6 Things You Didn’t Know About Trotting the Globe!
Did you know?
- Studies have shown that money spent on travel makes you happier than money spent on material things.
- The length of your stay doesn’t affect your post trip happiness.
- People who travel regularly tend to get along with people better, are more confident, and feel less anxiety in social situations.
- Traveling actually increases your brain’s ability to problem solve.
- Travel, or even planning travel and imagining yourself in an unfamiliar and distant location, can improve your creativity.
- People who have traveled are actually more productive when they return to their school or work routine.
Does Traveling Make You Smarter?
All would agree that traveling can broaden our horizons, both literally and figuratively. But can it also make us smarter? German scientists who conducted a recent study of how our minds respond to new experiences, like those of travel and exploration, say YES! And it does not apply only to humans. Even the tiny brains of lab mice seem to benefit from roaming around!
For the study, researchers kept 60 mice in a large enclosure that provided what they called an “enriched environment” where the mice could interact with unfamiliar and changing surroundings. They divided them in three groups, one of which they exposed to the richest environment, providing numerous learning opportunities; the second group was limited to smaller, much less stimulating spaces; the third was used as the control group. To measure the number of encounters with new events each group faced for the duration of the experiment, a total of 105 days, the mice were outfitted with tracking devices and monitored with sensors placed all around them.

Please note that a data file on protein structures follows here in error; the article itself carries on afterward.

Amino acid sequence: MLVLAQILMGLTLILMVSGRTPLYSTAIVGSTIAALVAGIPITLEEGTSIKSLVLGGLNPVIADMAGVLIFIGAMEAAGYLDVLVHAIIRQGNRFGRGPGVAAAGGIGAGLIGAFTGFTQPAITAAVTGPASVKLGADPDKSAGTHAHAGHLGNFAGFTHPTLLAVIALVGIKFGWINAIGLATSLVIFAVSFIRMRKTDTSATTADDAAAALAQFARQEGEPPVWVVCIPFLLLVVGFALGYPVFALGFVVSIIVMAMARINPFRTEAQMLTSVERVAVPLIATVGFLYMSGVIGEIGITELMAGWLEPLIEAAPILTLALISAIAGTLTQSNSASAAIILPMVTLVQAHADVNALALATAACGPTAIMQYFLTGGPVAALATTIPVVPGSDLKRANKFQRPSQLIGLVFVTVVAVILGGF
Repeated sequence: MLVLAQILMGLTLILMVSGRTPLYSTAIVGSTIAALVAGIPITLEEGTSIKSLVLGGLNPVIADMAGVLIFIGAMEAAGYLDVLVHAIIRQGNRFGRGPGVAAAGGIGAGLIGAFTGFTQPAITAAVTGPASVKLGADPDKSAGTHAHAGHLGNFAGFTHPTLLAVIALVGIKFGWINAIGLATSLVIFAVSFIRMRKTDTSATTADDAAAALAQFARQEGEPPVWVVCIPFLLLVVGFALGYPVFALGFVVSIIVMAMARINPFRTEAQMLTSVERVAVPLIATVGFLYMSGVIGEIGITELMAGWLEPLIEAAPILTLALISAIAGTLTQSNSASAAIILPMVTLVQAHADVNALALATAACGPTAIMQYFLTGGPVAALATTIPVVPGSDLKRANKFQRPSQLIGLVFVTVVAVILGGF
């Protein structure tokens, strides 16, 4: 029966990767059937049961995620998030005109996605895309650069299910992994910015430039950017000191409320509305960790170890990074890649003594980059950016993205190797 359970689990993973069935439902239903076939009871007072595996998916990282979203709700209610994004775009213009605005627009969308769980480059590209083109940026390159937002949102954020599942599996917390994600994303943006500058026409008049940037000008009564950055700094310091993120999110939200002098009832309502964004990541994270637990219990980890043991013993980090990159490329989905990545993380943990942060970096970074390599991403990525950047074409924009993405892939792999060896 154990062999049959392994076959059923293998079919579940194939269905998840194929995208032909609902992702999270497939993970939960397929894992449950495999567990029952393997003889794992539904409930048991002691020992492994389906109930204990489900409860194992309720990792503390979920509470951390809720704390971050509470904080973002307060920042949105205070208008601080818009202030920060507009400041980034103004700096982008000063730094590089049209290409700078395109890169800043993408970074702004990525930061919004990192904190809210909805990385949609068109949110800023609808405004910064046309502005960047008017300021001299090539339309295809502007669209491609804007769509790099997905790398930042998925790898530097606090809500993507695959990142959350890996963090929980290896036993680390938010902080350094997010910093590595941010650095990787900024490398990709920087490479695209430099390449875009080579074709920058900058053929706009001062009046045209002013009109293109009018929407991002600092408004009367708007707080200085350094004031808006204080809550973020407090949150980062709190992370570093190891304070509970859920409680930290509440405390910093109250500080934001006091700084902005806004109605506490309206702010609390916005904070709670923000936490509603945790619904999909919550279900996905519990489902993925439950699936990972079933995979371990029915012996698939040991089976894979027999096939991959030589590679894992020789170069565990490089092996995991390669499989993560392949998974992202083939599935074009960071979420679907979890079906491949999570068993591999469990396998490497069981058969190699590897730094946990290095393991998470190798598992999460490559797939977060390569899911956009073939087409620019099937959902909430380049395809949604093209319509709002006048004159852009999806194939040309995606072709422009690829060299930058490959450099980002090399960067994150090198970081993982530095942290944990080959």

As it turned out, the mice that were allowed the most freedom to explore showed significantly more activity in the hippocampus, the region in the brain that is primarily responsible for learning, than the less adventurous, more homebound mice.
“Those who moved around a lot had many more experiences,” said Dr. Kempermann, a neurologist and one of the authors of the study. “The brains of active individuals produce additional neurons in anticipation of more experiences to come and to deal with them effectively.”
So does this study transfer to humans? “If experiences and lifestyle choices have such a great influence on the individual structure of the brain in mice, chances are that this happens for us even more so,” Dr. Kempermann added.
Obviously, just crossing state lines or filling one’s passport with more stamps does not automatically add more IQ points. But openness and curiosity, the willingness to question old views and convictions, and seeing the world from different angles can expand our ability to take in new information. Not to mention the places you’ll go and the sights you’ll see!
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